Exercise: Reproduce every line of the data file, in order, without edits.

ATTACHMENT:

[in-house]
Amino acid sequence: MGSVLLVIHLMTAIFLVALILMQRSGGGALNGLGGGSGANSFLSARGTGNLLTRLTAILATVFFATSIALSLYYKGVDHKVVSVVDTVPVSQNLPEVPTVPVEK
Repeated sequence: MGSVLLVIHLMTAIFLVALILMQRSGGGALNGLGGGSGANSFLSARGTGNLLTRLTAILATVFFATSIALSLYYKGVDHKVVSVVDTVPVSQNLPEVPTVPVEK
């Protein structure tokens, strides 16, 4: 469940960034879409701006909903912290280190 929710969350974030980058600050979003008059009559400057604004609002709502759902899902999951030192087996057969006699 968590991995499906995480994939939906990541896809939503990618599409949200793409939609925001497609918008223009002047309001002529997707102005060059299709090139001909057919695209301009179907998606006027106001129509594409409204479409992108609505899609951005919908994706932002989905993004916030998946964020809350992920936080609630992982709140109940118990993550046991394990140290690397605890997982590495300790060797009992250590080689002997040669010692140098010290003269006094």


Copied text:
[in-house]
Amino acid sequence: MGSVLLVIHLMTAIFLVALILMQRSGGGALNGLGGGSGANSFLSARGTGNLLTRLTAILATVFFATSIALSLYYKGVDHKVVSVVDTVPVSQNLPEVPTVPVEK
Repeated sequence: MGSVLLVIHLMTAIFLVALILMQRSGGGALNGLGGGSGANSFLSARGTGNLLTRLTAILATVFFATSIALSLYYKGVDHKVVSVVDTVPVSQNLPEVPTVPVEK
């Protein structure tokens, strides 16, 4: 469940960034879409701006909903912290280190 929710969350974030980058600050979003008059009559400057604004609002709502759902899902999951030192087996057969006699 968590991995499906995480994939939906990541896809939503990618599409949200793409939609925001497609918008223009002047309001002529997707102005060059299709090139001909057919695209301009179907998606006027106001129509594409409204479409992108609505899609951005919908994706932002989905993004916030998946964020809350992920936080609630992982709140109940118990993550046991394990140290690397605890997982590495300790060797009992250590080689002997040669010692140098010290003269006094």